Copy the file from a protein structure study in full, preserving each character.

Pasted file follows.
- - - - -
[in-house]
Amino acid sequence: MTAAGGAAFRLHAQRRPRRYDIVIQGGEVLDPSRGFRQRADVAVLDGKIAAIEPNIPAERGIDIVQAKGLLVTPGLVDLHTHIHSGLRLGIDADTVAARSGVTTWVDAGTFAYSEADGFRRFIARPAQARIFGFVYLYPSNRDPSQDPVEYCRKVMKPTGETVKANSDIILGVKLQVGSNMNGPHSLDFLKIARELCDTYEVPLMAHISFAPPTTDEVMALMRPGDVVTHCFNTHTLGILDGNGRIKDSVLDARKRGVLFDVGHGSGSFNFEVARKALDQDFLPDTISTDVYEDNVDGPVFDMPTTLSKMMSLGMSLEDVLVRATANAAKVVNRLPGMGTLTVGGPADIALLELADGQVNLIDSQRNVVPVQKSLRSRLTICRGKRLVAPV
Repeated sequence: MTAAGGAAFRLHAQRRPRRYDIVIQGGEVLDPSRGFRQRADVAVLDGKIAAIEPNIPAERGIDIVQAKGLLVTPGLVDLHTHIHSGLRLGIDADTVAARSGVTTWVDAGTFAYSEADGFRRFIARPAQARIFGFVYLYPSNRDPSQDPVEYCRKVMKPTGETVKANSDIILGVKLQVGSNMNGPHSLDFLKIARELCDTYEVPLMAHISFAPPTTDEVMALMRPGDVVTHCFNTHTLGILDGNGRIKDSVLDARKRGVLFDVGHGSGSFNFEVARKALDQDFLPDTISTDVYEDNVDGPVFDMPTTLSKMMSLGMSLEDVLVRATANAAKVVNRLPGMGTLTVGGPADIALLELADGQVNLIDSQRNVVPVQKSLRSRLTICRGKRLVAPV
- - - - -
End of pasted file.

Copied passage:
[in-house]
Amino acid sequence: MTAAGGAAFRLHAQRRPRRYDIVIQGGEVLDPSRGFRQRADVAVLDGKIAAIEPNIPAERGIDIVQAKGLLVTPGLVDLHTHIHSGLRLGIDADTVAARSGVTTWVDAGTFAYSEADGFRRFIARPAQARIFGFVYLYPSNRDPSQDPVEYCRKVMKPTGETVKANSDIILGVKLQVGSNMNGPHSLDFLKIARELCDTYEVPLMAHISFAPPTTDEVMALMRPGDVVTHCFNTHTLGILDGNGRIKDSVLDARKRGVLFDVGHGSGSFNFEVARKALDQDFLPDTISTDVYEDNVDGPVFDMPTTLSKMMSLGMSLEDVLVRATANAAKVVNRLPGMGTLTVGGPADIALLELADGQVNLIDSQRNVVPVQKSLRSRLTICRGKRLVAPV
Repeated sequence: MTAAGGAAFRLHAQRRPRRYDIVIQGGEVLDPSRGFRQRADVAVLDGKIAAIEPNIPAERGIDIVQAKGLLVTPGLVDLHTHIHSGLRLGIDADTVAARSGVTTWVDAGTFAYSEADGFRRFIARPAQARIFGFVYLYPSNRDPSQDPVEYCRKVMKPTGETVKANSDIILGVKLQVGSNMNGPHSLDFLKIARELCDTYEVPLMAHISFAPPTTDEVMALMRPGDVVTHCFNTHTLGILDGNGRIKDSVLDARKRGVLFDVGHGSGSFNFEVARKALDQDFLPDTISTDVYEDNVDGPVFDMPTTLSKMMSLGMSLEDVLVRATANAAKVVNRLPGMGTLTVGGPADIALLELADGQVNLIDSQRNVVPVQKSLRSRLTICRGKRLVAPV